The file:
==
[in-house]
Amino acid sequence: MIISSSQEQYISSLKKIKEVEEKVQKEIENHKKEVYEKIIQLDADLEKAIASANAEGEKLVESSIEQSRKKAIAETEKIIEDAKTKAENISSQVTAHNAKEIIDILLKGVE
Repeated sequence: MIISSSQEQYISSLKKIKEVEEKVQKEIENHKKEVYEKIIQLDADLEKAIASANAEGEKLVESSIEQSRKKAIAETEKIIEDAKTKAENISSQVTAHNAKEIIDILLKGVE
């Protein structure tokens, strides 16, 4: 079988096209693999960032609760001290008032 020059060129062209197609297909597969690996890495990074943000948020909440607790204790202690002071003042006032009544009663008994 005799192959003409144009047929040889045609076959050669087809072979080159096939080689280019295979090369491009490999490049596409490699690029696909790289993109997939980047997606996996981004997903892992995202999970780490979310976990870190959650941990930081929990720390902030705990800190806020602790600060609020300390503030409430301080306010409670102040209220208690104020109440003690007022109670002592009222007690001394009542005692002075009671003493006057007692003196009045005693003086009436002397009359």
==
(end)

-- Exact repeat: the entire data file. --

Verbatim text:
[in-house]
Amino acid sequence: MIISSSQEQYISSLKKIKEVEEKVQKEIENHKKEVYEKIIQLDADLEKAIASANAEGEKLVESSIEQSRKKAIAETEKIIEDAKTKAENISSQVTAHNAKEIIDILLKGVE
Repeated sequence: MIISSSQEQYISSLKKIKEVEEKVQKEIENHKKEVYEKIIQLDADLEKAIASANAEGEKLVESSIEQSRKKAIAETEKIIEDAKTKAENISSQVTAHNAKEIIDILLKGVE
């Protein structure tokens, strides 16, 4: 079988096209693999960032609760001290008032 020059060129062209197609297909597969690996890495990074943000948020909440607790204790202690002071003042006032009544009663008994 005799192959003409144009047929040889045609076959050669087809072979080159096939080689280019295979090369491009490999490049596409490699690029696909790289993109997939980047997606996996981004997903892992995202999970780490979310976990870190959650941990930081929990720390902030705990800190806020602790600060609020300390503030409430301080306010409670102040209220208690104020109440003690007022109670002592009222007690001394009542005692002075009671003493006057007692003196009045005693003086009436002397009359």